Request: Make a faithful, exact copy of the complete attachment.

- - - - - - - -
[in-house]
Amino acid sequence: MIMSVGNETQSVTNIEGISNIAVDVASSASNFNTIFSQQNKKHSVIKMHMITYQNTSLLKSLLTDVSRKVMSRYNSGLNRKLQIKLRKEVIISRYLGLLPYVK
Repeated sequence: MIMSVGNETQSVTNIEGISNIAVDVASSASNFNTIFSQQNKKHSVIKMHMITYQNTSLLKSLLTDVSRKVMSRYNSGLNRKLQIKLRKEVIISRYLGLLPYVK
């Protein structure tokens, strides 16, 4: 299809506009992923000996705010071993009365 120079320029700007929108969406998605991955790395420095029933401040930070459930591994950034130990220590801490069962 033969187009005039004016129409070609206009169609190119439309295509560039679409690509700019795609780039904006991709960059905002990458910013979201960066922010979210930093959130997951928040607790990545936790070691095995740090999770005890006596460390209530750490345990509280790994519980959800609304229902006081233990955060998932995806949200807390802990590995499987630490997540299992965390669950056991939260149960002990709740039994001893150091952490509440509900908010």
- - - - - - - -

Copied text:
[in-house]
Amino acid sequence: MIMSVGNETQSVTNIEGISNIAVDVASSASNFNTIFSQQNKKHSVIKMHMITYQNTSLLKSLLTDVSRKVMSRYNSGLNRKLQIKLRKEVIISRYLGLLPYVK
Repeated sequence: MIMSVGNETQSVTNIEGISNIAVDVASSASNFNTIFSQQNKKHSVIKMHMITYQNTSLLKSLLTDVSRKVMSRYNSGLNRKLQIKLRKEVIISRYLGLLPYVK
């Protein structure tokens, strides 16, 4: 299809506009992923000996705010071993009365 120079320029700007929108969406998605991955790395420095029933401040930070459930591994950034130990220590801490069962 033969187009005039004016129409070609206009169609190119439309295509560039679409690509700019795609780039904006991709960059905002990458910013979201960066922010979210930093959130997951928040607790990545936790070691095995740090999770005890006596460390209530750490345990509280790994519980959800609304229902006081233990955060998932995806949200807390802990590995499987630490997540299992965390669950056991939260149960002990709740039994001893150091952490509440509900908010």